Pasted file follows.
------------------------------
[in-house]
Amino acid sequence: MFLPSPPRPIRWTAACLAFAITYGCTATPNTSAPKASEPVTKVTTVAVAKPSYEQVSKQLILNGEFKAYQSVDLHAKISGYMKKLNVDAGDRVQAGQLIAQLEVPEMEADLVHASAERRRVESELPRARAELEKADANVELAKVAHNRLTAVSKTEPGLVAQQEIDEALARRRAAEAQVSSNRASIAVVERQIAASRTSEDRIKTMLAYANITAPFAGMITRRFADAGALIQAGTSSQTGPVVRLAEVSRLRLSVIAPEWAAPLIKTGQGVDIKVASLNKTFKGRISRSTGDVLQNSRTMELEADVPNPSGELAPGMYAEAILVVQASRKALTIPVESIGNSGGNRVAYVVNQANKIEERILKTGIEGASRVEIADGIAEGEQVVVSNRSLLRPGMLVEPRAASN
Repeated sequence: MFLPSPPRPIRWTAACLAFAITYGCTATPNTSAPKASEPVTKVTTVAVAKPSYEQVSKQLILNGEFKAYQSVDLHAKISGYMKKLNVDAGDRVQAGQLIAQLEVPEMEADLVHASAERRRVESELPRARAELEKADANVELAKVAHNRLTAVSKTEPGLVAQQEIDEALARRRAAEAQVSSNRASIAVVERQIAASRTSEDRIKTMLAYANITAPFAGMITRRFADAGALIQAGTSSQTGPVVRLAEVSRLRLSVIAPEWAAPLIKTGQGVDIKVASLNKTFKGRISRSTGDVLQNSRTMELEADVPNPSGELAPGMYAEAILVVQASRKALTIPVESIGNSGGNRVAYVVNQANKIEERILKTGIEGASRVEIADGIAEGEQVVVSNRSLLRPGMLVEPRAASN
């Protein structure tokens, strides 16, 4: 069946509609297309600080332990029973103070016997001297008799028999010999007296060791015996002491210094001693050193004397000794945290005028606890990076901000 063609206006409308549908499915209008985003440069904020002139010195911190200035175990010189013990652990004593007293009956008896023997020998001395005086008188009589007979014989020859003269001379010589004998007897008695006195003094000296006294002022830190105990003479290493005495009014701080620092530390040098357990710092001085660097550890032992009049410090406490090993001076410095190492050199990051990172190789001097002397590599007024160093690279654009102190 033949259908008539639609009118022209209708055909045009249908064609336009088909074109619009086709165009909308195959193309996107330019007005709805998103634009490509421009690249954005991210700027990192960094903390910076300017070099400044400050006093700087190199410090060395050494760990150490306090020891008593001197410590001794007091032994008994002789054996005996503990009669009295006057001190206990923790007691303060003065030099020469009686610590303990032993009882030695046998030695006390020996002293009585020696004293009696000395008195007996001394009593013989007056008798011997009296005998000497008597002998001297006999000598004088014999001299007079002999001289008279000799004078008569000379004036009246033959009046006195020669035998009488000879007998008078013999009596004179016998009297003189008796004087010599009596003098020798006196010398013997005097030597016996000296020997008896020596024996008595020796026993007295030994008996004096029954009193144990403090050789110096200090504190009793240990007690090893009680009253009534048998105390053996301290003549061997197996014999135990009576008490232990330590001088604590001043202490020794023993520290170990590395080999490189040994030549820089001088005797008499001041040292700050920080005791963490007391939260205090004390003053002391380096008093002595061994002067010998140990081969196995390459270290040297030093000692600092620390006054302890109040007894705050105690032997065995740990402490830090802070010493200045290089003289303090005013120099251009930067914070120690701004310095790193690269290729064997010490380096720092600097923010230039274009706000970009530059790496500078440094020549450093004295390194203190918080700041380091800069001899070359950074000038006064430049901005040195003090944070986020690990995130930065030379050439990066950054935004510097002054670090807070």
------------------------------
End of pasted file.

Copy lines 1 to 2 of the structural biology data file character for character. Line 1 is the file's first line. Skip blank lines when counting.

[in-house]
Amino acid sequence: MFLPSPPRPIRWTAACLAFAITYGCTATPNTSAPKASEPVTKVTTVAVAKPSYEQVSKQLILNGEFKAYQSVDLHAKISGYMKKLNVDAGDRVQAGQLIAQLEVPEMEADLVHASAERRRVESELPRARAELEKADANVELAKVAHNRLTAVSKTEPGLVAQQEIDEALARRRAAEAQVSSNRASIAVVERQIAASRTSEDRIKTMLAYANITAPFAGMITRRFADAGALIQAGTSSQTGPVVRLAEVSRLRLSVIAPEWAAPLIKTGQGVDIKVASLNKTFKGRISRSTGDVLQNSRTMELEADVPNPSGELAPGMYAEAILVVQASRKALTIPVESIGNSGGNRVAYVVNQANKIEERILKTGIEGASRVEIADGIAEGEQVVVSNRSLLRPGMLVEPRAASN